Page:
Vivid Dreams in Quarantine



Mia Villavicencio, Staff Writer

If you’ve noticed that you have been remembering more of your dreams vividly, you’re not alone. COVID-19 forced the entire world to enter an unfamiliar, uncomfortable state, but we didn’t know how significant the effects would be. Along with other strange behavior that is associated with extreme boredom, many people have reported remembering more of their nighttime dreams now that we have entered quarantine than they had been when life was normal. 

Many factors could be responsible for this strange phenomenon. For starters, being in quarantine has allowed a lot of people to catch up on their sleep. Now that people don’t have to get up at 7 AM for school or work, their bodies have enough time to go through longer REM (rapid eye movement) cycles. The longer the REM cycles, the longer the dreams. According to the Boston Globe, the body undergoes several REM periods every night, and each period is longer than the other. Since people are now getting longer periods of sleep each night, their REM cycles have been increasing in length, which explains why the dreams are longer and more in-depth.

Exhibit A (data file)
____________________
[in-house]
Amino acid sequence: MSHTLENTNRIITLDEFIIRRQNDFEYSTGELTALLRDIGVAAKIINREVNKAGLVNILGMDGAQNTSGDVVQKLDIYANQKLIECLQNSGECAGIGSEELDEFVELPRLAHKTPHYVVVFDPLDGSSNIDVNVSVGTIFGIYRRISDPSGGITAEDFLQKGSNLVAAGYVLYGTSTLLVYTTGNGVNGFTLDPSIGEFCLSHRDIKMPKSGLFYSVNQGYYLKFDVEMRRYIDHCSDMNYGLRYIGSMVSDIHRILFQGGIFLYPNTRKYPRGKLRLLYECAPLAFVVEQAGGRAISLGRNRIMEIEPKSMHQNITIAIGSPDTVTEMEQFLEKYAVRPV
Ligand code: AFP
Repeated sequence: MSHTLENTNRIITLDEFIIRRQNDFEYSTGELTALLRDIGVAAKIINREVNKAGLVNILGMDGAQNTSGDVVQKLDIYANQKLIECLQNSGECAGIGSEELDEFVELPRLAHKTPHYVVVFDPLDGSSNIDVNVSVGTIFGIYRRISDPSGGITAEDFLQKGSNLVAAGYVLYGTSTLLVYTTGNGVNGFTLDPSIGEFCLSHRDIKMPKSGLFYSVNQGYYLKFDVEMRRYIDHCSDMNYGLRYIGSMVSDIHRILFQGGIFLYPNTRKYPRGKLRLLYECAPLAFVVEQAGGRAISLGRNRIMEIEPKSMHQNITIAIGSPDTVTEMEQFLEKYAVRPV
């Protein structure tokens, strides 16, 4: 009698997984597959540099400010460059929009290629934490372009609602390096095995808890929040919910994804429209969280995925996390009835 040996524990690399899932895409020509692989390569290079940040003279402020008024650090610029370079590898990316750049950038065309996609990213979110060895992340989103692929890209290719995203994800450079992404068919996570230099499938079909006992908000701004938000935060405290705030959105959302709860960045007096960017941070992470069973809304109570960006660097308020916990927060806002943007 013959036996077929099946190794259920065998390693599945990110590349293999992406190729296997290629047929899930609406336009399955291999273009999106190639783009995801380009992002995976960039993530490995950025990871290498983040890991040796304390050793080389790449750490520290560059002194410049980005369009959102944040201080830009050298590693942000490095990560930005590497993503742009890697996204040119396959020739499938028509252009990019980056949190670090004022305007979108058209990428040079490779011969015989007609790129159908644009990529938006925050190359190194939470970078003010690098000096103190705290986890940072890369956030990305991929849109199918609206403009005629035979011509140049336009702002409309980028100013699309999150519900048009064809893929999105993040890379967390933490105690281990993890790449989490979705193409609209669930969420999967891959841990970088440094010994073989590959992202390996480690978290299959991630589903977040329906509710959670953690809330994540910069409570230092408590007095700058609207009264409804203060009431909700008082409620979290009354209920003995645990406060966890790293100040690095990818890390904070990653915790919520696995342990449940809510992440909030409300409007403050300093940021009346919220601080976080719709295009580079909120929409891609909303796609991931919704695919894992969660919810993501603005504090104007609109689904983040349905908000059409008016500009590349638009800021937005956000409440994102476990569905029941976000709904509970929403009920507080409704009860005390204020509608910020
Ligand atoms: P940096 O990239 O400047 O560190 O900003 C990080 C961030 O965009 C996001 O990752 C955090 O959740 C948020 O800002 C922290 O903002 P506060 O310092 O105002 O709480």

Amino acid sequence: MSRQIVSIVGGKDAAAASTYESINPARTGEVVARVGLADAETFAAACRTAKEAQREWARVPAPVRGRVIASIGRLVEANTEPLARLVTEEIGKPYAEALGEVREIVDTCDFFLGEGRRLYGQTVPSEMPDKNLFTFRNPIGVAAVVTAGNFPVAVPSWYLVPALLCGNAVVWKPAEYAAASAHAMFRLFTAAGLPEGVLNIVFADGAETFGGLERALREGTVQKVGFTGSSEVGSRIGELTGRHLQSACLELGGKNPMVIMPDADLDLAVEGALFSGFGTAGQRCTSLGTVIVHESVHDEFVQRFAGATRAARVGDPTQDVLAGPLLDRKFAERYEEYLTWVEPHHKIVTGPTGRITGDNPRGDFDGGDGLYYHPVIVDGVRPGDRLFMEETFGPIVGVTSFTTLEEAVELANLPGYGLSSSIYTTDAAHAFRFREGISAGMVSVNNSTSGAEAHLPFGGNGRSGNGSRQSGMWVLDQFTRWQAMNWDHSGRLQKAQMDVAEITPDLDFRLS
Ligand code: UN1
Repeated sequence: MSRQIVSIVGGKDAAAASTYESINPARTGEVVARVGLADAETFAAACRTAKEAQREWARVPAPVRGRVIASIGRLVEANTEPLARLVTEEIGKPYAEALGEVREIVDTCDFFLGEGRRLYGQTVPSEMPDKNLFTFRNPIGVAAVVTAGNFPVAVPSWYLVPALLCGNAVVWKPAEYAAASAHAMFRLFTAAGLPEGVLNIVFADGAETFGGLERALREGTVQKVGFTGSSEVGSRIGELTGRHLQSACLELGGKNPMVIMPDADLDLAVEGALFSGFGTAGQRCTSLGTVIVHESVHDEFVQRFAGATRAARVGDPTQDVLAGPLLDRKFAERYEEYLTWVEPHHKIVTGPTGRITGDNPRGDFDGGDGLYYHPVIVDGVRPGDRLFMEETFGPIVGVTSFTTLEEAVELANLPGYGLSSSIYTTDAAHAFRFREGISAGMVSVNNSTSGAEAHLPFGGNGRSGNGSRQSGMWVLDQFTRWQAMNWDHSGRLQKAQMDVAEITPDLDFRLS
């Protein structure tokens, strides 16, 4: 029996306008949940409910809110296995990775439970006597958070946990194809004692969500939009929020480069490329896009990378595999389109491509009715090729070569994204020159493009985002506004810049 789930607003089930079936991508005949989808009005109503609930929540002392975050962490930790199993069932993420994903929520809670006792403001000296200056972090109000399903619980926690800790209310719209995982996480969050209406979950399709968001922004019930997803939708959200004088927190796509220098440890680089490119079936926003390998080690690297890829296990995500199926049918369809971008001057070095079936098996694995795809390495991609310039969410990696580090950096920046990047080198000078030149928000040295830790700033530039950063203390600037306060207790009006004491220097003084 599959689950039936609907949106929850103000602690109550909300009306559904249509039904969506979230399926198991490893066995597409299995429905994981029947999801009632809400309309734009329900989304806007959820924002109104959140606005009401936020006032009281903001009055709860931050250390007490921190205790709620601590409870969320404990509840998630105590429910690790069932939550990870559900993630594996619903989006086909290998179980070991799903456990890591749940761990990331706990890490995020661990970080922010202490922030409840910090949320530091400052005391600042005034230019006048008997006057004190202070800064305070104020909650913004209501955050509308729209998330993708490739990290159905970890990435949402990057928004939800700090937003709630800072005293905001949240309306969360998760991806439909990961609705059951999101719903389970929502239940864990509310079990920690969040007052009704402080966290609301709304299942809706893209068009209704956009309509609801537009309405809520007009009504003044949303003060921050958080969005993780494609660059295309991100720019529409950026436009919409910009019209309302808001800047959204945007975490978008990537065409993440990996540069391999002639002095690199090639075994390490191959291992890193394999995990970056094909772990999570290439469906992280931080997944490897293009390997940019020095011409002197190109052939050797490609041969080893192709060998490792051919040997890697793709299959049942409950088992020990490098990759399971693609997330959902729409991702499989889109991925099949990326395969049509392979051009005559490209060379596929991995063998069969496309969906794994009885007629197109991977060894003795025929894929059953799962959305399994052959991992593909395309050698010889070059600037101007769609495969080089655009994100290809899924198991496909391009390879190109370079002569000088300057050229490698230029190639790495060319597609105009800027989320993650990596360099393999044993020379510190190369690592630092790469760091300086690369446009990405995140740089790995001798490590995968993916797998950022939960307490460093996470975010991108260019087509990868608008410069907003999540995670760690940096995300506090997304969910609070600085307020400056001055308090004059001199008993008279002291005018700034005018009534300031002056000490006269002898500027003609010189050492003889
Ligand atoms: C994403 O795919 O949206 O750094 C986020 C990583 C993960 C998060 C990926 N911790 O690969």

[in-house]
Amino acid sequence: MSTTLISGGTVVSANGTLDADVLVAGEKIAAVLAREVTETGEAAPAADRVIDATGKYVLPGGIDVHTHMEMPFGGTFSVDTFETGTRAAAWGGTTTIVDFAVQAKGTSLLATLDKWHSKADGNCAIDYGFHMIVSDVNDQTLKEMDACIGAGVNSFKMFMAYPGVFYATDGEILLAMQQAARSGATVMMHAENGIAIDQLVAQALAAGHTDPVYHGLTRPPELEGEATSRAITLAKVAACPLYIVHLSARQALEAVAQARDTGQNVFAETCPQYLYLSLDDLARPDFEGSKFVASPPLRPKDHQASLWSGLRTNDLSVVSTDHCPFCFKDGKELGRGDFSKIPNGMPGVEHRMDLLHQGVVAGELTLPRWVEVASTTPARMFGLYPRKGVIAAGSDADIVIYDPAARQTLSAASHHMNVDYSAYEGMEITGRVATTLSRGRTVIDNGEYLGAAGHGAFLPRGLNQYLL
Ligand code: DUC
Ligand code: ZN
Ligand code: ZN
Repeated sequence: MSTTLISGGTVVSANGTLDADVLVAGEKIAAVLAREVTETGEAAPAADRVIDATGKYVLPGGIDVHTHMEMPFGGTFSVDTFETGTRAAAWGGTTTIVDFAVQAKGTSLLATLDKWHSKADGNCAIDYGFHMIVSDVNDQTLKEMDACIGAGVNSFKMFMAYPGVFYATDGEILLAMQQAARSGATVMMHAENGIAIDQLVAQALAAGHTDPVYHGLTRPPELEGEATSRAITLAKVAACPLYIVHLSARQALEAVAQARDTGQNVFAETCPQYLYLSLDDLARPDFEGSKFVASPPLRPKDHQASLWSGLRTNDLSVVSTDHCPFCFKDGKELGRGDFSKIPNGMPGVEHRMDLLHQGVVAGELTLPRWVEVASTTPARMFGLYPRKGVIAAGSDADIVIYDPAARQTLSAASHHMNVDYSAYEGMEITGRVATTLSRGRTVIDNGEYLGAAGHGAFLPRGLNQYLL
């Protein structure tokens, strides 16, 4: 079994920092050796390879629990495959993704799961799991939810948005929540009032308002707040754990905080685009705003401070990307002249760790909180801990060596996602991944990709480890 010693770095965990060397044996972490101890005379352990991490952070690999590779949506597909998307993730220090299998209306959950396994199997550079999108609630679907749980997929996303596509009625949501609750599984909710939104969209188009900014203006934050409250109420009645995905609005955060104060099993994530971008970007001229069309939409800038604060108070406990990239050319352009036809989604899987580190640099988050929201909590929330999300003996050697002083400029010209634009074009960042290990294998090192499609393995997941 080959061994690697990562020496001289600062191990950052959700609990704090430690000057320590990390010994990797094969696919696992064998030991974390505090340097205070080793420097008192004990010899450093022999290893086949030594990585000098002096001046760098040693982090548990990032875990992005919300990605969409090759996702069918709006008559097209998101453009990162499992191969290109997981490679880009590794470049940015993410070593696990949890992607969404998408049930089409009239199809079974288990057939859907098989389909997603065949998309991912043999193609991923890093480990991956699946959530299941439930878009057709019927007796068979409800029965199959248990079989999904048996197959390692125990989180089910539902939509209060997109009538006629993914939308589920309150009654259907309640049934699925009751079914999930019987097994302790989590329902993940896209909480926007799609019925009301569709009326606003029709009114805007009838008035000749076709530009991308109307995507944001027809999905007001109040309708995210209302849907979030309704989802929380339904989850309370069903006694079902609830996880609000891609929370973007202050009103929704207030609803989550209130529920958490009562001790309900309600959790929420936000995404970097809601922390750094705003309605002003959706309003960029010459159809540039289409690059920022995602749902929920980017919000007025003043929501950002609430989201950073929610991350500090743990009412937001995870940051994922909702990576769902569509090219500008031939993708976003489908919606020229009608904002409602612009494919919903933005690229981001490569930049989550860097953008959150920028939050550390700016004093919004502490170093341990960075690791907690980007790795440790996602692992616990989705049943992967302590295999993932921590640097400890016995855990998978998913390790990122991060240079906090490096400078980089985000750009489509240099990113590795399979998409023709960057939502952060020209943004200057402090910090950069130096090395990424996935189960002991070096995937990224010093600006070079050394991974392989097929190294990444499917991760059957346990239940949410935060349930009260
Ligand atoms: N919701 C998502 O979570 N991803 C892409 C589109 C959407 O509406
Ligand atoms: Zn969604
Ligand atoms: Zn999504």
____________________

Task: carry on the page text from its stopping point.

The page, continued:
There is no doubt that the pandemic flipped everyone’s lives upside down. Dreams reflect reality, and they might just be the brain’s coping mechanism in response to trauma. Stress levels have increased because of the uncertainty and fear that the virus imposed upon the entire human population. Studies have shown that people hadhaving strange dreams in traumatic times such as 9/11 and World War II. The heightened stress and the overall changes in lifestyle give the mind much more to process at night. 

Dreams are one of the most mysterious and extraordinary wonders in psychology. They are unique to every person, making it difficult to share. TheyIt can also be a very lonely and frightening experiences, especially when the scenarios reflect a disturbing  reality. Some prevalent themes among people in quarantine include insects, disease, and protection, which  that often gravitate around the idea of a virus. Did the coronavirus really get that deep into our brains?